In times of economic turmoil that includes an uncertain job market, every dollar counts. People who cannot save for rainy days ahead are advised to avoid waste and cut down on expenses. While people cannot avoid paying taxes, they can make sure they do not pay more than their fair share.
Foreigners who have income from sources in Taiwan must pay individual income tax according to the Income Tax Act (所得稅法). On Aug. 13 last year, the government adopted a new definition of classifying foreign workers as residents or non-residents depending on their length of stay.
Under the new definition, all foreign taxpayers are regarded as non-residents if they stay in Taiwan for less than 183 days of a calendar year and their salaries are subject to a 20-percent withholding tax rate upon remuneration, the Taipei National Administration Office’s English Web site states.
The income tax rate for non-residents is 30 percent for dividend income and 20 percent for other income, including salary, interest and property transaction earnings.
The foreigner’s division of the National Taxation Administration said the change could better embody the spirit of fairness in taxation, although the authorities have failed to address the issue.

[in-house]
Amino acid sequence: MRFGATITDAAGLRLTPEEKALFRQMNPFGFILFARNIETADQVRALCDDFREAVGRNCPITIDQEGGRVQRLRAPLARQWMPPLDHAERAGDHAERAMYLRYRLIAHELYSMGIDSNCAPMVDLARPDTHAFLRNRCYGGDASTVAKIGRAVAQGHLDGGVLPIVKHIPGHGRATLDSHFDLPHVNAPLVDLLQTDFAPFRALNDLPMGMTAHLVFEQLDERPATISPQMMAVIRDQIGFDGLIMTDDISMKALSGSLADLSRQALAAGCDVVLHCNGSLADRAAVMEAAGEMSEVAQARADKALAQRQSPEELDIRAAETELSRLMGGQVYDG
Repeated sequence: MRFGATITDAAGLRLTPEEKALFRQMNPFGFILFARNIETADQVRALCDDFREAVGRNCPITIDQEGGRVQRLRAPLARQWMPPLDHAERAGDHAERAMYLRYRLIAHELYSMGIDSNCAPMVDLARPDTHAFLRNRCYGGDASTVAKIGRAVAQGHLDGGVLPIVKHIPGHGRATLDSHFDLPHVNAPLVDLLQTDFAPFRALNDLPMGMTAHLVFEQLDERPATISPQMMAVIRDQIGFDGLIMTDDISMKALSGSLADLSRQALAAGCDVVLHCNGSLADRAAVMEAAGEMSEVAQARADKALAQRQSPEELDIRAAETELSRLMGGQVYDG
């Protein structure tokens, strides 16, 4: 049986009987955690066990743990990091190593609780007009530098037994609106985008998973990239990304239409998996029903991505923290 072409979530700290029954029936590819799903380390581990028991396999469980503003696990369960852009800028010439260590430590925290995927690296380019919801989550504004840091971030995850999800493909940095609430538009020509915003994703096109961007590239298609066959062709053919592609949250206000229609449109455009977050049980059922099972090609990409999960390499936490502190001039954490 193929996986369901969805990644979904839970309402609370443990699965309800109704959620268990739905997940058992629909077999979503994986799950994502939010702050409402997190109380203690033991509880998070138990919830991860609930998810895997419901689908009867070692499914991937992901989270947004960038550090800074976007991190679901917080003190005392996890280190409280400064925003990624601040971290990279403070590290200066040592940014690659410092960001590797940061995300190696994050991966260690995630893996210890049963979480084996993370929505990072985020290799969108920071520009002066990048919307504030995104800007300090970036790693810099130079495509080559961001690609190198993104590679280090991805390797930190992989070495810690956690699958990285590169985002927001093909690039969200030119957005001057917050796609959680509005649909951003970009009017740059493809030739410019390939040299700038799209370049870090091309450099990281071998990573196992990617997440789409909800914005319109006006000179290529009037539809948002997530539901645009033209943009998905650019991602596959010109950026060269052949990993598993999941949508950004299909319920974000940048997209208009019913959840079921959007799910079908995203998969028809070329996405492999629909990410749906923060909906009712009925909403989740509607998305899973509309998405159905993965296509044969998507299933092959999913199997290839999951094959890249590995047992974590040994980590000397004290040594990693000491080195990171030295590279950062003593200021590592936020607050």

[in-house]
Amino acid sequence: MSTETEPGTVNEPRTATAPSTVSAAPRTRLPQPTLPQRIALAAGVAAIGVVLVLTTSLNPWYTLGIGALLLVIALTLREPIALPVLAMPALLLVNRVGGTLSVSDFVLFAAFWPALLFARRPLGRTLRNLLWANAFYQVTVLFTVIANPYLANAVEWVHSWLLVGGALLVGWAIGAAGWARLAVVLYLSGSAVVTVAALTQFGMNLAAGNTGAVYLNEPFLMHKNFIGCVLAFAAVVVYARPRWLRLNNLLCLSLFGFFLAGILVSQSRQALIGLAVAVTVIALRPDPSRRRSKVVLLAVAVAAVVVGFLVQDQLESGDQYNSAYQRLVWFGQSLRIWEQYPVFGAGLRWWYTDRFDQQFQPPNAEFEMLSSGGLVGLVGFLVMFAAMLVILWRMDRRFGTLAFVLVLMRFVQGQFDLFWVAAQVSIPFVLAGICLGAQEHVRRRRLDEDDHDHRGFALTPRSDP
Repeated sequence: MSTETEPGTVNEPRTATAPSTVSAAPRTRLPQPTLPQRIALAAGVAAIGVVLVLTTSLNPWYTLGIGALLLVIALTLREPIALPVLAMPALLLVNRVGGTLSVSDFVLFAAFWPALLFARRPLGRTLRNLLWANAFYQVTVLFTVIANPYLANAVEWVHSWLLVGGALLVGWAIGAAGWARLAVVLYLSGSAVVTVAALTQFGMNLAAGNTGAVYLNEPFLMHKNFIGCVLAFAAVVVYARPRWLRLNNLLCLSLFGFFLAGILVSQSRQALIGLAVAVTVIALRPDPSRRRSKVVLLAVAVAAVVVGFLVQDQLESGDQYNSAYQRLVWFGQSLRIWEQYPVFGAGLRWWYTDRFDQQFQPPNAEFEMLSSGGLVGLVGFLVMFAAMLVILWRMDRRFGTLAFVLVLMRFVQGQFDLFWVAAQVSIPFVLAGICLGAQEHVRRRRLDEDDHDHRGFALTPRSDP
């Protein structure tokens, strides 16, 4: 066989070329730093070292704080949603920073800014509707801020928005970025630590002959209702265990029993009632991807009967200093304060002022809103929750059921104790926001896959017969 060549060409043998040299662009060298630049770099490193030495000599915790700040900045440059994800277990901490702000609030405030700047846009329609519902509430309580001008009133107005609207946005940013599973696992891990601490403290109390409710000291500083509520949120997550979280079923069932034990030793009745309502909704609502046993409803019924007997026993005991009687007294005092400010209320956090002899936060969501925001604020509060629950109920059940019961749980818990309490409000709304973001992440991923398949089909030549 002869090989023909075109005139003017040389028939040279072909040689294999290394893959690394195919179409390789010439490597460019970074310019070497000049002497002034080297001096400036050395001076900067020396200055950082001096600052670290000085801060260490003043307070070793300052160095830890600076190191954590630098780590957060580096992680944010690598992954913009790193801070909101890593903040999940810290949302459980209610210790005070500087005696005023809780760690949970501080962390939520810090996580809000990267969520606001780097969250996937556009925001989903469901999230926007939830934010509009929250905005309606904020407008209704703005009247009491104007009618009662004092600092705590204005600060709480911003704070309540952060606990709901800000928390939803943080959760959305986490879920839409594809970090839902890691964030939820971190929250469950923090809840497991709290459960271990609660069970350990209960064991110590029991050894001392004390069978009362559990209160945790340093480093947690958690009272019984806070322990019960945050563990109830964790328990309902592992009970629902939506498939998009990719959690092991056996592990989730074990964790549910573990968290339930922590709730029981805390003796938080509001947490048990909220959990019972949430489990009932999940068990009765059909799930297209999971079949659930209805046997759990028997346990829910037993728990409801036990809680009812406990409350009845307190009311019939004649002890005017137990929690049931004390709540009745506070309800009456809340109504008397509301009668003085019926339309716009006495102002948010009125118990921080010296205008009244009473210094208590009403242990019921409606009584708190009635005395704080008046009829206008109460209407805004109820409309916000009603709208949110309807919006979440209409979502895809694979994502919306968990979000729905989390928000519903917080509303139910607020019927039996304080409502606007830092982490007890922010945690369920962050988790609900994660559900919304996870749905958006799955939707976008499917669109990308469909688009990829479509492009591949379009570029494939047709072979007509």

Under the old definition, foreign taxpayers who qualified for resident status in the previous calendar year could continue to be treated as residents the following year whether or not they met the 183-day threshold.
As residents, foreign workers are subject to the same income tax rates as locals, ranging from 6 percent to 40 percent depending on income amount. Local employers are obligated to withhold 6 percent of their monthly income only if the tax exceeds NT$2,000 (US$59).
Non-residents who eventually stay in Taiwan for more than 183 days in the same year can file a return but may have to ask a friend residing in Taiwan to collect the return if they have to leave the country.
“It will take a certain amount of time for tax offices to process applications,” a staffer on duty at the Taipei office said on Friday. “There is no uniform standard for offices nationwide.”
For the Taipei office, if the foreign worker can secure a local guarantor, the process will take about a week, the tax worker said. Those without warrantors will have to ask their friends to pick up the tax return, the worker said.
The change of definition has caused few problems thus far, according to the tax worker, who wished to remain anonymous.
“The change has made little difference, as most foreign workers continue to retain their resident status as long as their working contracts state they will stay in Taiwan over 183 days in a year,” he said.
Those who cannot predict how long they will stay here will have 20 percent of their income withheld by their local employers whether they like it or not.
Also to make the tax system more reasonable, tax authorities on Friday lowered the income tax rate for nonresidents receiving low wages to 6 percent from the current 20 percent, the taxation administration said. The tax cut applies only to foreign workers who earn up to 1.5 times the minimum wage of NT$17,280 a month.